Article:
Question: With the available payroll, excellent but unproven prospects, and too much losing for many fans, Baltimore needs to invest wisely in a proven starting pitcher or two. Why not bring back Kevin Gausman instead of letting him go to Toronto?  From: Mike Beale via email

Answer: Mike, ranks Kevin Gausman as the fifth most attractive free agent in baseball and predicts he’ll get a six-year, $138 million contract to re-sign with the San Francisco Giants.

I can’t see the Orioles spending that kind of money on an established starter, and I can’t see Gausman leaving a team that won 107 games for one that won 52.

I don’t know where you’ve seen Kevin connected with Toronto, but he’ll have a large number of suitors this offseason. The Orioles won’t be one of them.

Question: Having already forecasted which players are most likely to advance to the major leagues in 2022; which players do you expect to join the Orioles by 2023? From: M Tucker in Mesa, Arizona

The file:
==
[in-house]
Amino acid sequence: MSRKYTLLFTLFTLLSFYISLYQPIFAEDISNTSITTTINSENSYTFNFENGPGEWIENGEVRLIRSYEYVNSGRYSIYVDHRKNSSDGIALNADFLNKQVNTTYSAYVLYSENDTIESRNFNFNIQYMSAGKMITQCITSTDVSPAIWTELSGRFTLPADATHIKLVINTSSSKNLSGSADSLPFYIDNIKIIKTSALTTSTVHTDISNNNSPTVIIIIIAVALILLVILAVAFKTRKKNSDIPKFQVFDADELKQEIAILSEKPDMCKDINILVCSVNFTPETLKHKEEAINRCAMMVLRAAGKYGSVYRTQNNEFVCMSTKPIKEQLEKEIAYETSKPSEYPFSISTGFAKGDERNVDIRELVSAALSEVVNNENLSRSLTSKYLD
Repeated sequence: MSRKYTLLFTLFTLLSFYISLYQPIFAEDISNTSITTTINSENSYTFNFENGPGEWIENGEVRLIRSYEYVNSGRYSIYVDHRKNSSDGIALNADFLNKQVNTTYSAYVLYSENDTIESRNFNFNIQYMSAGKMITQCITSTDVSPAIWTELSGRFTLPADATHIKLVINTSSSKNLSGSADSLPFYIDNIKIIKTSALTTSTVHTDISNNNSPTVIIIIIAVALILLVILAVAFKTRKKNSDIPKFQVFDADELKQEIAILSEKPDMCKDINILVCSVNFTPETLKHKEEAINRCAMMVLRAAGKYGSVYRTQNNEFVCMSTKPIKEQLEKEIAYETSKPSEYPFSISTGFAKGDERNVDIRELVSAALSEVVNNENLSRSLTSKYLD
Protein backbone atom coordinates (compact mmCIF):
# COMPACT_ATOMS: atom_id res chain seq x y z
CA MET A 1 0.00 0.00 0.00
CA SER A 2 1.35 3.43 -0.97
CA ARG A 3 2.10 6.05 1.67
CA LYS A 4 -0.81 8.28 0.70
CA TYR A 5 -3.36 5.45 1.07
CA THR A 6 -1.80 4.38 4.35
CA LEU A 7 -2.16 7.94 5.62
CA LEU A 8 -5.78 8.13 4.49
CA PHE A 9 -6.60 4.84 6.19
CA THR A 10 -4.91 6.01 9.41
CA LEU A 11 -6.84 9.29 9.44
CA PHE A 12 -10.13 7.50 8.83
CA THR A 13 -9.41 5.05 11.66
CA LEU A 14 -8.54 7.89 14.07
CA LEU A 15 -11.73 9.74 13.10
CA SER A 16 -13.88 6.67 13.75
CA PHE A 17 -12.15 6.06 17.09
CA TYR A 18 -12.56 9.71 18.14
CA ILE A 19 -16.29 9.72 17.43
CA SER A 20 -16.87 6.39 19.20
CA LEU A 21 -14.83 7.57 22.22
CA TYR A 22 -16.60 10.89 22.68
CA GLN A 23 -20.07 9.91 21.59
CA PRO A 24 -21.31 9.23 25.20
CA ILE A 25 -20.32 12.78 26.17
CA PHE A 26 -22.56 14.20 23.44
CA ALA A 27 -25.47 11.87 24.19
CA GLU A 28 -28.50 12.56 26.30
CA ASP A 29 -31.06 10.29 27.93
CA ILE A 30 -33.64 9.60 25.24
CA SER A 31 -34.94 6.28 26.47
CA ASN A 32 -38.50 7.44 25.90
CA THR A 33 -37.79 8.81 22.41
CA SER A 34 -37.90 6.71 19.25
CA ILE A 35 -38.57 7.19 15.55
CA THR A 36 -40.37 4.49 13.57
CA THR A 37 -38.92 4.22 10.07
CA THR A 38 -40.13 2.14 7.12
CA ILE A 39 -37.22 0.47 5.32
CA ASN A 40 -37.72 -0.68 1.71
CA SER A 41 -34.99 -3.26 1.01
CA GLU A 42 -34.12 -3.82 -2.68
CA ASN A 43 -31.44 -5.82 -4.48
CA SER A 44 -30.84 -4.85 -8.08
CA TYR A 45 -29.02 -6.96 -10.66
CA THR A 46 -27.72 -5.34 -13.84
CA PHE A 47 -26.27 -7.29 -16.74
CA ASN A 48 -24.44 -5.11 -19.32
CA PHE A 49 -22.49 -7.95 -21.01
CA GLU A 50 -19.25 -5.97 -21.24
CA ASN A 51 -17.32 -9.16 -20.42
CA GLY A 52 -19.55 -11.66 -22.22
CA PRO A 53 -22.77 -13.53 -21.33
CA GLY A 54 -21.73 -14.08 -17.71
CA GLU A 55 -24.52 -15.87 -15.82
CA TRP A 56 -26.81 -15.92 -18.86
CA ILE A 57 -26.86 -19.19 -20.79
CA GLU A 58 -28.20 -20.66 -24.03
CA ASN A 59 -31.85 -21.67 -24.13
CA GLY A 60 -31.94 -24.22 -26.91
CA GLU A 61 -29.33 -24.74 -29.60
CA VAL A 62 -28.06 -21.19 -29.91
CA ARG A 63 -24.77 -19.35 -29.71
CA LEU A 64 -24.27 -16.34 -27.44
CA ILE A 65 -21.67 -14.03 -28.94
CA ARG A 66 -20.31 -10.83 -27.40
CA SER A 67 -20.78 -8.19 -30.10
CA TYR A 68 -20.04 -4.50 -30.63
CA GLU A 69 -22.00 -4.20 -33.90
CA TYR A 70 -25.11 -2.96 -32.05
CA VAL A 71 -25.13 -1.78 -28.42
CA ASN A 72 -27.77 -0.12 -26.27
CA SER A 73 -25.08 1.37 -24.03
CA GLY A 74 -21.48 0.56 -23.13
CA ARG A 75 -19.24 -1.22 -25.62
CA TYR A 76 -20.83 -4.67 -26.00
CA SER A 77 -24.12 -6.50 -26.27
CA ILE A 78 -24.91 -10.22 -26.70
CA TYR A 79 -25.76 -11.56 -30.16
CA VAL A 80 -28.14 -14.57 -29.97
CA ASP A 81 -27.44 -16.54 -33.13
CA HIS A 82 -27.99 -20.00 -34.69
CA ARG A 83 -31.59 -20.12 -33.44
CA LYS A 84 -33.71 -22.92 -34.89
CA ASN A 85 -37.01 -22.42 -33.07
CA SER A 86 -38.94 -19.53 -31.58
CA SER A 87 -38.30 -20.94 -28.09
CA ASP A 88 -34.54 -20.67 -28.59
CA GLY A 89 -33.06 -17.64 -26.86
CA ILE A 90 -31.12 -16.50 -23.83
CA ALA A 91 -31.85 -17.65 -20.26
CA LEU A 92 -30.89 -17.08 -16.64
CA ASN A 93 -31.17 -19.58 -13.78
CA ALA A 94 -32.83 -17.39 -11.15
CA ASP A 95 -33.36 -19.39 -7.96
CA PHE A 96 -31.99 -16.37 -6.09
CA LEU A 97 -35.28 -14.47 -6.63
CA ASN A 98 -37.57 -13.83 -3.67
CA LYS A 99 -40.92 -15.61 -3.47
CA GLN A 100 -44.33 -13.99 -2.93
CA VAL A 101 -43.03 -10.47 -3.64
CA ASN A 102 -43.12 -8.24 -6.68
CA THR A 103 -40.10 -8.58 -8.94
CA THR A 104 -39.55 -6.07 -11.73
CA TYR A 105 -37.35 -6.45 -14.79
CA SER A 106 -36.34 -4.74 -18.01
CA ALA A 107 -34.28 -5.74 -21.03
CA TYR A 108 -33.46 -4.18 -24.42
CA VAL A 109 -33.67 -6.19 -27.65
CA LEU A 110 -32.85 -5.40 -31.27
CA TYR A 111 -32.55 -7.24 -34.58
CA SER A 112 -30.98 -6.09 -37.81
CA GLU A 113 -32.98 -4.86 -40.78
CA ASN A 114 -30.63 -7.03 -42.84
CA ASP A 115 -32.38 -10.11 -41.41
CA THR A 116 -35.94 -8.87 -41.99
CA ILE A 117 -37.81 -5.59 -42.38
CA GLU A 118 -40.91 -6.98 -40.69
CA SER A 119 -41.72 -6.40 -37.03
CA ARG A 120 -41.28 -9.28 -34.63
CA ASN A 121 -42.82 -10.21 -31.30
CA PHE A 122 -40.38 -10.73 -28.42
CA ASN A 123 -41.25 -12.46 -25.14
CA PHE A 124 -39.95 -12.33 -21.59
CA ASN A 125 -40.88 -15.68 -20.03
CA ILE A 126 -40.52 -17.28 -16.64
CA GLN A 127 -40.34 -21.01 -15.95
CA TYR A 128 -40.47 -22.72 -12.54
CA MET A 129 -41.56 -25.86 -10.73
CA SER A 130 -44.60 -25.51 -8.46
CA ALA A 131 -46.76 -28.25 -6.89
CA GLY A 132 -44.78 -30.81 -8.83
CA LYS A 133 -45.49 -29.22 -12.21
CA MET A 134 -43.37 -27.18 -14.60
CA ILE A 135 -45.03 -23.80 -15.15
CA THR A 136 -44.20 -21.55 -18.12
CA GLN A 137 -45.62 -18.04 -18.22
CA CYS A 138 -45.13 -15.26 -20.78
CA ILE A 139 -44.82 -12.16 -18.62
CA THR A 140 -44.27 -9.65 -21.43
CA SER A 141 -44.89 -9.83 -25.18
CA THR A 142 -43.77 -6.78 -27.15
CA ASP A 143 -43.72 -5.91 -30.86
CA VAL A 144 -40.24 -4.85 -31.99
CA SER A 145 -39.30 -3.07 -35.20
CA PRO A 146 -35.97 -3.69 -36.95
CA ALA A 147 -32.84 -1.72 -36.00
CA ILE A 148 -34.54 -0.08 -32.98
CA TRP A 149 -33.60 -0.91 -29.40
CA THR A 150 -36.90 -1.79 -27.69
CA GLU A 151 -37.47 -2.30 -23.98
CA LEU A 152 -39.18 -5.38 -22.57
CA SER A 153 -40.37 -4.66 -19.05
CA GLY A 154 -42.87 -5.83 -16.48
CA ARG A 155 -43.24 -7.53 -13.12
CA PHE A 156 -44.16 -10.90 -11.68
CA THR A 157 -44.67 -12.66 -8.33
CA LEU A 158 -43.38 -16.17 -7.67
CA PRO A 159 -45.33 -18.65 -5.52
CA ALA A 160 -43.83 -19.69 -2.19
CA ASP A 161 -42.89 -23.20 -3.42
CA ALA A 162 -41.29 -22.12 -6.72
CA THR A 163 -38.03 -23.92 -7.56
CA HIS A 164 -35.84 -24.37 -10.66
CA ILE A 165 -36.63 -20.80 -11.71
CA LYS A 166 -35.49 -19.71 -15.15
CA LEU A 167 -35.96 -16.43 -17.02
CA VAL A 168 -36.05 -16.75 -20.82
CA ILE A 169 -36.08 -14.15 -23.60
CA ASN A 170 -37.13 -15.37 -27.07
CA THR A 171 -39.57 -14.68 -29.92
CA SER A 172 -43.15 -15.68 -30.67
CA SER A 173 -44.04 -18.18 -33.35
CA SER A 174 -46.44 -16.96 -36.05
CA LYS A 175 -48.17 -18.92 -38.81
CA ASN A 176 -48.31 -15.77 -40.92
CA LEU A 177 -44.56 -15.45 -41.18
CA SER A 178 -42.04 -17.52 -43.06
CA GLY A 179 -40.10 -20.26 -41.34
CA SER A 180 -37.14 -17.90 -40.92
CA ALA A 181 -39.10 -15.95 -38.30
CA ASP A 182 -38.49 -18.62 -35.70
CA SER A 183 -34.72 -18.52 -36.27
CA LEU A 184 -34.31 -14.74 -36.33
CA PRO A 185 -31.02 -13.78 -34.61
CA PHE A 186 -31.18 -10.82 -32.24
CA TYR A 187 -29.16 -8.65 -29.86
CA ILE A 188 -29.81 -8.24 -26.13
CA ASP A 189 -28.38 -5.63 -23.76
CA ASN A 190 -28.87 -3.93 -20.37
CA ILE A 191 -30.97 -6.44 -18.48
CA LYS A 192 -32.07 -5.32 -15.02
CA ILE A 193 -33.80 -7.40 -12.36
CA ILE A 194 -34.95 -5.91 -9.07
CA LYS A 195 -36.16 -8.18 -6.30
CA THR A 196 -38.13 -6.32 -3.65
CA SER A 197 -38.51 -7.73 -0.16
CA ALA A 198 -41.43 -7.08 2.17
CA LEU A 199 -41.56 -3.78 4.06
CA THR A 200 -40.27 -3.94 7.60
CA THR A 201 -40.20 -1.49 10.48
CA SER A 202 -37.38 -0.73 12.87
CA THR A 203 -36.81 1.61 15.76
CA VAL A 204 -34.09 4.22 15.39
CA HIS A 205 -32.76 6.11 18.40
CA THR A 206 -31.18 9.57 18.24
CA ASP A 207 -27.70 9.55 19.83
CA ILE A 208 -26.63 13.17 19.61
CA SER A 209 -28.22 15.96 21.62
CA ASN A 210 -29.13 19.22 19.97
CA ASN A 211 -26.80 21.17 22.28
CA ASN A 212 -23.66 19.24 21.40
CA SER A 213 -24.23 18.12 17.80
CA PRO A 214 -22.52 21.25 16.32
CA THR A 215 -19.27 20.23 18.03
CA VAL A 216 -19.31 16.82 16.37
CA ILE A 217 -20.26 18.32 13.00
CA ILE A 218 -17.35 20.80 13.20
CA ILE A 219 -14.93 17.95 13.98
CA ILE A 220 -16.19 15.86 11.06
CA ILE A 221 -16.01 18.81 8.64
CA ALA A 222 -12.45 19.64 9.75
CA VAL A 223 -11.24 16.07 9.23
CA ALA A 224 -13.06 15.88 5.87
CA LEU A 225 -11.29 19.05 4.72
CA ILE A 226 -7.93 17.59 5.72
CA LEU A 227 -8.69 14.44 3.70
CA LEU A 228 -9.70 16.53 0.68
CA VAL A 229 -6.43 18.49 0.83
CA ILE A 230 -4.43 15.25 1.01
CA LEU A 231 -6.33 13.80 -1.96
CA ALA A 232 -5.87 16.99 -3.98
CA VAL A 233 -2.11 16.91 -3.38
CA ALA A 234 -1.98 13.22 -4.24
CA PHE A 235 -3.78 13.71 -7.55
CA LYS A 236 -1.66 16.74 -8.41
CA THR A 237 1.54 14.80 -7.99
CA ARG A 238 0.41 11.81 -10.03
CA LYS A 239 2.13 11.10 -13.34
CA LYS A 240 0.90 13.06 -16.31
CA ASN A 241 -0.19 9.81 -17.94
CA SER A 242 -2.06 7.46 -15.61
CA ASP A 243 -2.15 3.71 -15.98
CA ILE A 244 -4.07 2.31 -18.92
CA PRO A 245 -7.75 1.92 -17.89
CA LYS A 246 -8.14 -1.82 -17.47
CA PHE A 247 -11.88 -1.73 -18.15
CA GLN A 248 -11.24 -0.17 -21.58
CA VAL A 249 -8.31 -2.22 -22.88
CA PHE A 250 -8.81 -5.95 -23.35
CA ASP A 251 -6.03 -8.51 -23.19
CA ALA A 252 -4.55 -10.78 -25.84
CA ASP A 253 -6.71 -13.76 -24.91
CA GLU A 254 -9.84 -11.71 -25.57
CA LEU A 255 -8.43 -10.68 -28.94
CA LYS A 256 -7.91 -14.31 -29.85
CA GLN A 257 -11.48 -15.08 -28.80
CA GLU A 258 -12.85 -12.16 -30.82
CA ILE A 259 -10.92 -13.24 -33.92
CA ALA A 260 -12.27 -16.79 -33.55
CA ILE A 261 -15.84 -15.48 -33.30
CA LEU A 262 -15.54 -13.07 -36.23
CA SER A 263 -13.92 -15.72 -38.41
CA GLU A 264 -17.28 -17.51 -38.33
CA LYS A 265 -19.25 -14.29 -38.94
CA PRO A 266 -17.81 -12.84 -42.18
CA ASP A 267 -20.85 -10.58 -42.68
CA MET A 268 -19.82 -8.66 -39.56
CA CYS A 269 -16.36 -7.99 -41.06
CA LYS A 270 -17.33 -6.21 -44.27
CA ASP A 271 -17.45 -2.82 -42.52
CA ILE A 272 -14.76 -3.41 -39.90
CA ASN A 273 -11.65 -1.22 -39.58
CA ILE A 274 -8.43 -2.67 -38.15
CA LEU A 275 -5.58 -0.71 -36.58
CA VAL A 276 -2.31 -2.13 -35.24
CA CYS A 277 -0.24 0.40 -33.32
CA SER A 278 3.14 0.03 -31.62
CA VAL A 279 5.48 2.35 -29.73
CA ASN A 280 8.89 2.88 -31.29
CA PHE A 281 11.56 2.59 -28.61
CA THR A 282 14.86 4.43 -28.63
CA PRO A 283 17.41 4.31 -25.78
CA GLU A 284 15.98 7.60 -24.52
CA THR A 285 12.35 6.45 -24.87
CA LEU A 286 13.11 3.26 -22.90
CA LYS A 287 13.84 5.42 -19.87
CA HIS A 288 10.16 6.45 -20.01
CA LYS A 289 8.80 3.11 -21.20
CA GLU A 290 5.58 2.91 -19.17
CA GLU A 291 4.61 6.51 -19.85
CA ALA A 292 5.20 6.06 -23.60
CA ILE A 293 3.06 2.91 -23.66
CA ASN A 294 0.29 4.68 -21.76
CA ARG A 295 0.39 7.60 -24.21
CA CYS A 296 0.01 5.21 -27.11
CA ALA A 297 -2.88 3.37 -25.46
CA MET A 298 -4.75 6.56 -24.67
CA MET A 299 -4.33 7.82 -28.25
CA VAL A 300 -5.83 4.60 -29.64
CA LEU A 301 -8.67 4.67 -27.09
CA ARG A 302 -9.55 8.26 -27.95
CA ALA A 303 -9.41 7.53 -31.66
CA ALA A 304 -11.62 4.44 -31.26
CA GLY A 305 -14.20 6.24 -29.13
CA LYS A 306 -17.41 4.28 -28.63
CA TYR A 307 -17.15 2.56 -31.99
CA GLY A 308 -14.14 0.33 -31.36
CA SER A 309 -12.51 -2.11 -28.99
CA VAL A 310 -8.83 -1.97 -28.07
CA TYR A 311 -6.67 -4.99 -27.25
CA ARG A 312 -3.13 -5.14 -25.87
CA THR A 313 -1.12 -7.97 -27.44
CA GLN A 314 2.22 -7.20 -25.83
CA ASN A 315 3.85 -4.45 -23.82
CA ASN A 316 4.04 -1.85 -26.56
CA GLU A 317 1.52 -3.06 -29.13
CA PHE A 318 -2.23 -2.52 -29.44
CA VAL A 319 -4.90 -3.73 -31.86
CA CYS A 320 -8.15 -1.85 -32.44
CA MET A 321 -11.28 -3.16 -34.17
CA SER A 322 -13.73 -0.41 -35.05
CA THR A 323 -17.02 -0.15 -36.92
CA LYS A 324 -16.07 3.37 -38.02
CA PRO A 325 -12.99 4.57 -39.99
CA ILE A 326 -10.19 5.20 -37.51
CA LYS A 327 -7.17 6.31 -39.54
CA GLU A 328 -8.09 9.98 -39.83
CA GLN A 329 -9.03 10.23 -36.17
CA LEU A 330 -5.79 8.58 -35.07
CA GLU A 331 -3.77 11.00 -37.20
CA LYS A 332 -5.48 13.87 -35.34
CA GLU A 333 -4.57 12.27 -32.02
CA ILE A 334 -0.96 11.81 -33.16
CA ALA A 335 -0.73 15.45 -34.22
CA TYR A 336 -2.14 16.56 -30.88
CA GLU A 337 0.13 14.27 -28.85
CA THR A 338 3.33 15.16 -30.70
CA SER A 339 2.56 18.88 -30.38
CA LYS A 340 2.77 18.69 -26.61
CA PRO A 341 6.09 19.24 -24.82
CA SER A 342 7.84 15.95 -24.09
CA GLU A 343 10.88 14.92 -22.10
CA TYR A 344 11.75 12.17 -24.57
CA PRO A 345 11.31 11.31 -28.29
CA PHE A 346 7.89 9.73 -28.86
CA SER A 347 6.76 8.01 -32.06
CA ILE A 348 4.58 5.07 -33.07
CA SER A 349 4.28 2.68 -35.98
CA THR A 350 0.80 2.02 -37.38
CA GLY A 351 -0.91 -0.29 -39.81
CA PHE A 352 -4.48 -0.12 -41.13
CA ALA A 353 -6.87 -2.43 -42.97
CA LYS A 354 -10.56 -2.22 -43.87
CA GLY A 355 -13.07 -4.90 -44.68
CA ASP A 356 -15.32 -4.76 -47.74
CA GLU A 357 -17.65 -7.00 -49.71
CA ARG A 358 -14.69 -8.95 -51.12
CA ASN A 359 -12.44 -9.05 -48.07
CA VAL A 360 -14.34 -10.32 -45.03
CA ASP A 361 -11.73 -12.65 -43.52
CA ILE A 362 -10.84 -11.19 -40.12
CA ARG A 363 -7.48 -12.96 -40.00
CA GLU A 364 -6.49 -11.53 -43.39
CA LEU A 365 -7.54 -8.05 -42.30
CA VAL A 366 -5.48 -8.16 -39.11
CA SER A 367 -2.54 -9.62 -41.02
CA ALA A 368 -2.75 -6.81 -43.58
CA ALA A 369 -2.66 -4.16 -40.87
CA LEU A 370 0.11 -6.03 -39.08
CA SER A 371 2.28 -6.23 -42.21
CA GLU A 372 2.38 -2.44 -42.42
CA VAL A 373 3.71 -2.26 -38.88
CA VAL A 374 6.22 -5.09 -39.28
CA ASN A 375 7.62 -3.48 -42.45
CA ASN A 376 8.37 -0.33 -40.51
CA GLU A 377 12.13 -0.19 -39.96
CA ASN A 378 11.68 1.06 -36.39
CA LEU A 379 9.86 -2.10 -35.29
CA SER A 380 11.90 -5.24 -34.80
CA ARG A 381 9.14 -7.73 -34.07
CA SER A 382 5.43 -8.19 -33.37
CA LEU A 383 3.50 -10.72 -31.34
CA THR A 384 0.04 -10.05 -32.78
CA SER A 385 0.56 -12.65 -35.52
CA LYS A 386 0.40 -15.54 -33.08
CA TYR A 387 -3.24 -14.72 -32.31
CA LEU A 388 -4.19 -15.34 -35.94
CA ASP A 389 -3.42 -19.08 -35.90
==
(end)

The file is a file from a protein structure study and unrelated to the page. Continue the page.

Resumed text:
Answer: This is a question for November 2022, but if Gunnar Henderson and Jordan Westburg don’t debut in 2022, then I think that they’re prime contenders for 2023. Drew Rom, who was mentioned earlier, and Colton Cowser, their top draft pick in 2020, could be right behind them.

Notes: Centerfielder Cedric Mullins, the first Oriole to hit 30 home runs and steal 30 bases in a season, was named a winner of the Silver Slugger award, the first Baltimore player to win one since Mark Trumbo in 2016. … The Orioles have reached agreement on a minor league contract with right-handed pitcher Spenser Watkins, who was 2-7 with an 8.16 ERA. Orioles broadcaster Melanie Newman was first with the news.